Go to your local courthouse (the one in the county where you or your spouse are living) and ask to file the summons, petition, and confidential addendum. The clerk of court will soon assign your case a number that needs to be on every document from now on.

You’ll also need to pay a filing fee. If you can't afford to pay it, ask the clerk to give you a Petition and Waiver of Fees/Costs, Affidavit of Indigency and Order. A judge will review these materials and decide whether to waive (eliminate) all filing fees.

Ask the court clerk to give you two copies of everything, then assemble a packet for your spouse that includes everything you filed plus the summons. Serve your spouse as soon as possible after leaving.

As soon as the petitioner files the initial documents, Wisconsin's 120 day waiting period begins to run. This means that you can't have a final divorce hearing before a judge for a minimum of 120 days.

Serving Your Forms

When you’ve prepared and filed your forms, you should immediately serve your spouse with the documents. Service of process is very important in the American legal system because it ensures that everyone has notice about what’s going on and an opportunity to “appear,” or argue, their point of view. Service of process ensures that no one is ever “ambushed” in a courtroom.

If your spouse is an adult who is pro se (meaning, has not hired a lawyer), then you should serve your spouse directly at the location at your spouse’s home address. If your spouse has retained a lawyer, serve the lawyer at the lawyer’s office and don’t send copies to your spouse.

If you're the petitioner and you're serving the summons and petition, special service rules apply and you must pursue one of the following options to notify your spouse that you've filed divorce papers.

  • You can obtain a signed "Admission of Service" form from the respondent. This is proof of service.
  • You can ask your sheriff's department or a private process server to serve the papers by handing them to the respondent. The person who does this will give you an Affidavit of Service, which you'll file with the court and retain for your records. The affidavit is proof of service.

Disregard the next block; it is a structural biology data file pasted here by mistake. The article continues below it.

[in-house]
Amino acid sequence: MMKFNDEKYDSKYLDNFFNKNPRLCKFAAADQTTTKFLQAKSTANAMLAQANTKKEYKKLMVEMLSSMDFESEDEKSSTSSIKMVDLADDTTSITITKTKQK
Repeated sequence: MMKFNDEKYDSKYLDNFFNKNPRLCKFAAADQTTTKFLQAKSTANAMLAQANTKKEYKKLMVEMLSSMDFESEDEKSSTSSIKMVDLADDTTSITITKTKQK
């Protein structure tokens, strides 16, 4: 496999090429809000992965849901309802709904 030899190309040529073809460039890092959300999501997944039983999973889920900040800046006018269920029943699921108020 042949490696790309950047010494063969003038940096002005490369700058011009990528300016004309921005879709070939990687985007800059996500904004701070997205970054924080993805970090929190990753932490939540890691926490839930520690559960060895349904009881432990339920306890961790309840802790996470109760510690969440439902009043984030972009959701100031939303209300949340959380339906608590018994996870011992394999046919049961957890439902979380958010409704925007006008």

• You can have a friend or relative hand the documents to the respondent and complete and Affidavit of Service. The friend or relative has to be older than 18, a resident of Wisconsin, and not a party to the divorce.

Most other documents can be served by first class mail or hand delivery.

Different rules may apply if you are trying to serve someone who is very hard to locate, in the military, out-of-state, or in jail. Check with your clerk of court for more information in these unusual situations.

Financial Disclosures

Both spouses have to complete a Financial Disclosure Statement. This document details each spouse’s financial picture, from employment to assets to liabilities and monthly expenses. This helps everyone to understand more about, for example, how much child support should be paid, or whether one spouse should receive alimony. It also helps the court to divide property and debts fairly. Make sure you are clear, detailed, and candid when you complete this form. File it with the court and serve it upon your spouse as well.

Additional Resources

The Wisconsin State Law Library maintains a listing of legal assistance organizations that help low-income individuals. Some of these organizations also offer online resources to help people understand divorce in Wisconsin.

The Wisconsin Court System has an online self-help law center which covers divorce topics. It is a one-stop, comprehensive guide to court-sponsored resources.